Ethnomusicology 91L/161L: Music of Persia

Published: January 5, 2017

Winter 2017 – Thursdays, 4:00-6:00pm, 1659 Schoenberg Music Building (SMB) – Instructor: Amir Hosein Pourjavady 

This class focuses on the performance of Persian classical music including the radif and tasnifs (vocal repertoire). This is a group class where students sit in a circle and begin learning a gushe (short melody-type) or a vocal composition of a designated dastgāh (multi-sectional modal structure) phrase by phrase through imitating and memorizing. In each quarter we chose one particular dastgāh and try to study major gushes and four vocal compositions in that modal structure.

Students can also study the setār and tār in individual basis. Beginning with basic instructions, we gradually develop performance techniques and work on the classical repertoire known as the radif as well as compositional genres. The class is taught in an oral-aural manner and attempts will be made to emphasize the indigenous terminology, mnemonic devices and musical concepts used in traditional context. Those who have already studied the santur, nay, kamāncheh, ‘ud, qānun and violin can also enroll in this class.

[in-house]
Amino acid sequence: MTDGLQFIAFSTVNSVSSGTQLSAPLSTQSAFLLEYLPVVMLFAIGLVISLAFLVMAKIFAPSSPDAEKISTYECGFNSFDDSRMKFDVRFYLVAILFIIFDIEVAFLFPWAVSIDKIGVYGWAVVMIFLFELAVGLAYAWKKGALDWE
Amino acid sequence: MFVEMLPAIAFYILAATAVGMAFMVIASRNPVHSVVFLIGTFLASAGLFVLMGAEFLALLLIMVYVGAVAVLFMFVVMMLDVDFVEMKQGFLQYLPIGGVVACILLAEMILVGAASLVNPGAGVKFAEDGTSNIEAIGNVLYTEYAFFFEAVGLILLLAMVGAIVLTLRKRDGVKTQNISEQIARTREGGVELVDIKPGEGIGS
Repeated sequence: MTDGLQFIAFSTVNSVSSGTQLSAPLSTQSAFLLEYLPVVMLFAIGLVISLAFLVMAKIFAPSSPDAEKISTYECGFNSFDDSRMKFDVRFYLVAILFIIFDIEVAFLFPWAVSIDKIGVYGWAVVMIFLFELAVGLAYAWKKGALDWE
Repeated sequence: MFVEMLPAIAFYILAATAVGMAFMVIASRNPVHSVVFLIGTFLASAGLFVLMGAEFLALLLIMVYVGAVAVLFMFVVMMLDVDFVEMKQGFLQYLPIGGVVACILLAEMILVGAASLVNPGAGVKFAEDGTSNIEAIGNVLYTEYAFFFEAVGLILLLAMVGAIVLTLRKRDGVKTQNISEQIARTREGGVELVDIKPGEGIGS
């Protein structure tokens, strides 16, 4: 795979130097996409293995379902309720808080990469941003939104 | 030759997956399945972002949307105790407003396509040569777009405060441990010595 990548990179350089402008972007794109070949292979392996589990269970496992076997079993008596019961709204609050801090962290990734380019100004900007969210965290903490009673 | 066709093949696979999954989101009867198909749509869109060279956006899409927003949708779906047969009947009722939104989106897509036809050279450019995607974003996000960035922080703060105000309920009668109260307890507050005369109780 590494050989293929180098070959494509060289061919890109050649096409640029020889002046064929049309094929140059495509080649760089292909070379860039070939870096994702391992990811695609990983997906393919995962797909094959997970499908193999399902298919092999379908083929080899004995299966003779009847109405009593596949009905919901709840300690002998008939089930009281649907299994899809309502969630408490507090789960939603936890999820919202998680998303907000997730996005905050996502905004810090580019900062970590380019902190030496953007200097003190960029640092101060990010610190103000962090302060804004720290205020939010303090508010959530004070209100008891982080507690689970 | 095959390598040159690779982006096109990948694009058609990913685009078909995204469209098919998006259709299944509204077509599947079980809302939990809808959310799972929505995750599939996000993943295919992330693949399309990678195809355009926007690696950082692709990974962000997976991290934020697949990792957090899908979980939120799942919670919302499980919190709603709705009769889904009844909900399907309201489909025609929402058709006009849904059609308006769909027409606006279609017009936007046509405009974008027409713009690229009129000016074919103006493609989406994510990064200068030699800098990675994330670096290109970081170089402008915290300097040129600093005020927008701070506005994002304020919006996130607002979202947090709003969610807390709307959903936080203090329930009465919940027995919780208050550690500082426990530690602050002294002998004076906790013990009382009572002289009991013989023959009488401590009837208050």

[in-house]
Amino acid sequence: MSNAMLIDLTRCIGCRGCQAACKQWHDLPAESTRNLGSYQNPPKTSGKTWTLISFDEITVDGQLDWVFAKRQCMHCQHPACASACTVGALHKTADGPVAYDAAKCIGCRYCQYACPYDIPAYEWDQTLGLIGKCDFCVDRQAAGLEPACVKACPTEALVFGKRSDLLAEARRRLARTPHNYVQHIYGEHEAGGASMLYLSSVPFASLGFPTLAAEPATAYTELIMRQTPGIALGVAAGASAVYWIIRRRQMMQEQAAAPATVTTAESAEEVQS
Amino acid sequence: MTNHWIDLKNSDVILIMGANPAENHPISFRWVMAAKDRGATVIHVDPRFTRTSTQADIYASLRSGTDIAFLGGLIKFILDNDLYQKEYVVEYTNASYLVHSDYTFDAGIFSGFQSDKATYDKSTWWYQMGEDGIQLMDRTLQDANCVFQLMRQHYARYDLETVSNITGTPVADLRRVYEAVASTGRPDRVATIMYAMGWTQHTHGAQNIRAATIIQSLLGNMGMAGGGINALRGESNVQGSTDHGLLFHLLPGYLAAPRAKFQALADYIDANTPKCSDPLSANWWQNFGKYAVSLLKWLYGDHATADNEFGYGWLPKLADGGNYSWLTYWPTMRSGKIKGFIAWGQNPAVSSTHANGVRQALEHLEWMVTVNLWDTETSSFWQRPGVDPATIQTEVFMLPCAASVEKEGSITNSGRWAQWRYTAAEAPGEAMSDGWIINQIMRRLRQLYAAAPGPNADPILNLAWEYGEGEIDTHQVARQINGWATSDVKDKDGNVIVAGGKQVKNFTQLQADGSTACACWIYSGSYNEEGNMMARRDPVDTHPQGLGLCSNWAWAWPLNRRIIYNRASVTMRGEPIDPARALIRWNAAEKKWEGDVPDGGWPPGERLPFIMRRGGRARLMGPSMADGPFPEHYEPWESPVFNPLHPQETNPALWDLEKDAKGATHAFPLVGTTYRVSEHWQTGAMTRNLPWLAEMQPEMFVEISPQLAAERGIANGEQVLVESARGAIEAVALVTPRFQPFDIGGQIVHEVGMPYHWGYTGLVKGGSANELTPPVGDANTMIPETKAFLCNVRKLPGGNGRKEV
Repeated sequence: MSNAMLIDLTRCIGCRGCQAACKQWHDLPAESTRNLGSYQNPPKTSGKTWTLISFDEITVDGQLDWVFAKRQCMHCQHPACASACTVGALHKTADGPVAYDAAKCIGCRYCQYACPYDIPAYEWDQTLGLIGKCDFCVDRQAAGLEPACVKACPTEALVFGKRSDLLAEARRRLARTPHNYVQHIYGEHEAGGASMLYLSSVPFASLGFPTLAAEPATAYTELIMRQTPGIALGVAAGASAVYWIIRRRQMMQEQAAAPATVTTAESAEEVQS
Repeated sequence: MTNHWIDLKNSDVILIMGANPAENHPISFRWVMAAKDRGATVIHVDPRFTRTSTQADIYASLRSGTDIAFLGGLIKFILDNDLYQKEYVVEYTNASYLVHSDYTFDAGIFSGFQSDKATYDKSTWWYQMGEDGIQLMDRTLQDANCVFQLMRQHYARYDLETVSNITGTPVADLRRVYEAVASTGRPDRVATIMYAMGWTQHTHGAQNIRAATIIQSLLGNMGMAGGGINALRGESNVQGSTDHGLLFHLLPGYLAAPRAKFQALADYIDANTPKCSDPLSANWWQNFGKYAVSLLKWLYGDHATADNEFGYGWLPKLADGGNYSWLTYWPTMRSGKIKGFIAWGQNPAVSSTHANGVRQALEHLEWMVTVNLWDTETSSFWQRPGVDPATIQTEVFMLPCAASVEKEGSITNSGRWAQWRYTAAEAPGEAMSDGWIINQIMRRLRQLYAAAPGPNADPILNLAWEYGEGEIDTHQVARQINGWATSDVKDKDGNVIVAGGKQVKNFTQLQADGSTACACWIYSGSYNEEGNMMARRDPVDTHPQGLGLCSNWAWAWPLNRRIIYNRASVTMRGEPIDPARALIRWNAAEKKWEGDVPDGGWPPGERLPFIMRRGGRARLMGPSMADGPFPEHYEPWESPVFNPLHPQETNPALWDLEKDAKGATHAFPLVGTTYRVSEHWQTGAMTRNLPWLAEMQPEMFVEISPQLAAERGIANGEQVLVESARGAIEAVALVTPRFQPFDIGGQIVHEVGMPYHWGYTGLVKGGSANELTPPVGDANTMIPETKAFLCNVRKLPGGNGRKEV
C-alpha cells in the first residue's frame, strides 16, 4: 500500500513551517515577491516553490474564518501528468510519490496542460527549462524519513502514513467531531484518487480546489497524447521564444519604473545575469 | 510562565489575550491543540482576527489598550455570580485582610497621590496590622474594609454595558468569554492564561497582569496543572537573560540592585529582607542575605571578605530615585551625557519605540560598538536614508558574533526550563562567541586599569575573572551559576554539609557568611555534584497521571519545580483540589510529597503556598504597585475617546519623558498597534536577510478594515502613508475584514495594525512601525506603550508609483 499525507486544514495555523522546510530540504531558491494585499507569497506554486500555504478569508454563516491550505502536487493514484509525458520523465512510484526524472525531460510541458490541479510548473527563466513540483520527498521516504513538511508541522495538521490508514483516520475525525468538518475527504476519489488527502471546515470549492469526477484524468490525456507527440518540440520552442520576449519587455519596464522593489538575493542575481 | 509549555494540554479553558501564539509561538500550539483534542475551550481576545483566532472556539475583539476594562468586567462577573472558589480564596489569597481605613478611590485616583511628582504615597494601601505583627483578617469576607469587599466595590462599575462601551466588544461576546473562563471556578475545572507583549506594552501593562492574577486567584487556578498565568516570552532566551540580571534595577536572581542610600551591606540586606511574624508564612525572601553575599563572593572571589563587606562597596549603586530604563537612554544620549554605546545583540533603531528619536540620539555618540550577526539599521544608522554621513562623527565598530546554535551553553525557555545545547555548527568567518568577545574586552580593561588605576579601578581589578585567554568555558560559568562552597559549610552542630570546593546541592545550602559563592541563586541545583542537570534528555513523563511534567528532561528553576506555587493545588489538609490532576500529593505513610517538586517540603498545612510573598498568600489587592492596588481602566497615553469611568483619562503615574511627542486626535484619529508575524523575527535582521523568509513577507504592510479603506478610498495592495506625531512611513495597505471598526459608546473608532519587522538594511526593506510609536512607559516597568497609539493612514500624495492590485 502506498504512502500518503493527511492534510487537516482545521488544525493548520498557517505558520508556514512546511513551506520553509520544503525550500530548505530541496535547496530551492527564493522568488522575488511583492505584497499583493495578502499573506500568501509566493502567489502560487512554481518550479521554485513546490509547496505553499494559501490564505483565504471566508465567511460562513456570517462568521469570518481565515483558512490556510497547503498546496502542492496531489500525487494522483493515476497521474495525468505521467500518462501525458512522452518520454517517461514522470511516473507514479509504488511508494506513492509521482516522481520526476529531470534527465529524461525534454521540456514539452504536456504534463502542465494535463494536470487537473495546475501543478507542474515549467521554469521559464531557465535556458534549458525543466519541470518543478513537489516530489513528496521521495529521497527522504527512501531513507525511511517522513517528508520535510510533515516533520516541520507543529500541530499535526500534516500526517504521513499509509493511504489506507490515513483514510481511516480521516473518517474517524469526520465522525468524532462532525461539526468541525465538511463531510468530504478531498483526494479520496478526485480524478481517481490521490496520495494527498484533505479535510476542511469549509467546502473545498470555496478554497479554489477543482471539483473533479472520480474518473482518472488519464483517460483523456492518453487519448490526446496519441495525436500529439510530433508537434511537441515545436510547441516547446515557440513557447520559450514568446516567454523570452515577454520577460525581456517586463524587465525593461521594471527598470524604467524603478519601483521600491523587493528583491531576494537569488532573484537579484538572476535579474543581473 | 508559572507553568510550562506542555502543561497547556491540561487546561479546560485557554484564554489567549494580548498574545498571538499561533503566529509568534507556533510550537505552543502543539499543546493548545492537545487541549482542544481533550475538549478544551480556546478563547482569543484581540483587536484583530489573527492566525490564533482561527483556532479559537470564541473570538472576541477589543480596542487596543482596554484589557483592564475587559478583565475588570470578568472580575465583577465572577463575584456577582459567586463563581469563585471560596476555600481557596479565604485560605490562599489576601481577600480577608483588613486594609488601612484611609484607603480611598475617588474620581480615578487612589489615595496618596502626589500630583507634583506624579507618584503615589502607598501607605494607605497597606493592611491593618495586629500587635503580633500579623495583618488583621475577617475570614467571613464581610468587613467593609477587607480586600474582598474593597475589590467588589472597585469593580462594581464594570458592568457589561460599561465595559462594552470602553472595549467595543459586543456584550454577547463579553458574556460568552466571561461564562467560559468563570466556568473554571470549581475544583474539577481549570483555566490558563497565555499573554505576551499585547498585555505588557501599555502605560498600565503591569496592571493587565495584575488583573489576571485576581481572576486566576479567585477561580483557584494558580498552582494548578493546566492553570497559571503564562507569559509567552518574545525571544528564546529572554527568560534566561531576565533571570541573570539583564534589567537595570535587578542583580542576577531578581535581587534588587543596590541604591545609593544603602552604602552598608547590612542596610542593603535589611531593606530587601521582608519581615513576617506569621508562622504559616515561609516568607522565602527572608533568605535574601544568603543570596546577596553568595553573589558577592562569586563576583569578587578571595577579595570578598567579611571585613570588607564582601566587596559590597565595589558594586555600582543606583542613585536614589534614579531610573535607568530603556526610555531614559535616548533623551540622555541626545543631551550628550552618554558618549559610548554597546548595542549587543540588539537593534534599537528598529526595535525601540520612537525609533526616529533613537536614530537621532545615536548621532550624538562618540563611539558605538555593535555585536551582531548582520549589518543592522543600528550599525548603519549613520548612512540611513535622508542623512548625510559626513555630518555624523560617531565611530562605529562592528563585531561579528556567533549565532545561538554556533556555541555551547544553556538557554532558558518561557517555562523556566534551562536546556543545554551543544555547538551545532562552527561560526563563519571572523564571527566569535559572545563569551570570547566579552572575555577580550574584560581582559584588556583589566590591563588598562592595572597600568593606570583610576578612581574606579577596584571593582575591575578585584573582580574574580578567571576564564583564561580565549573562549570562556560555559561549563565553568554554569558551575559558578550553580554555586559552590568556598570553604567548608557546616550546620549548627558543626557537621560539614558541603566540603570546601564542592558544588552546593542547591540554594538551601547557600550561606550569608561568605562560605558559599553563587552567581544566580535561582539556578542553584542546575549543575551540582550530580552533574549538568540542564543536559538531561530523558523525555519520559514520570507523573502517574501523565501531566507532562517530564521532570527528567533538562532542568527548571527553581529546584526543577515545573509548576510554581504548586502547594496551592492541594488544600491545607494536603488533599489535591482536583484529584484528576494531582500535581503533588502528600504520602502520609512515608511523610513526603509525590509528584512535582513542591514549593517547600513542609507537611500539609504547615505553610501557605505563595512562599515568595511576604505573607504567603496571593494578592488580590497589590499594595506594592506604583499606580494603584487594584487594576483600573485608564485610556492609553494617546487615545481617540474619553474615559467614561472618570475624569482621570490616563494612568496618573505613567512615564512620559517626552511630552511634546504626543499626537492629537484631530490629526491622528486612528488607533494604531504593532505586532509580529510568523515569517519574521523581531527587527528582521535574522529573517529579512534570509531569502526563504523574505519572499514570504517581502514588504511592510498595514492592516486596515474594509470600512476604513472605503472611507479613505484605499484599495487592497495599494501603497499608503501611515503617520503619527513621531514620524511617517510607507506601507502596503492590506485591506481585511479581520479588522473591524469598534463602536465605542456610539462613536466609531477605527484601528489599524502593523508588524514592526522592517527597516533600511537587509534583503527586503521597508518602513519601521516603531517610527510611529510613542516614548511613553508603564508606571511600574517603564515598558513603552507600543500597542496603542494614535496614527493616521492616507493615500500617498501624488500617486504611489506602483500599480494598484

Amir Pourjavady studied the setar, vocal music, and the radif (classical repertoire) of Persian music with Dariush Safvat, Hossein Alizadeh, Dariush Talai and Hatam Asgari for more than ten years. He has recorded the album Six Songs from the Qajar Period and has performed with many of the most influential musicians in Iran, Europe and United States. He received a Ph.D. in Near Eastern Languages and Cultures from UCLA; an M.A. in Ethnomusicology from CUNY Graduate Center; and a B.A. in Music from the University of Tehran. He has published extensively on the history, theory and performance practice of music in the Middle East and Central Asia.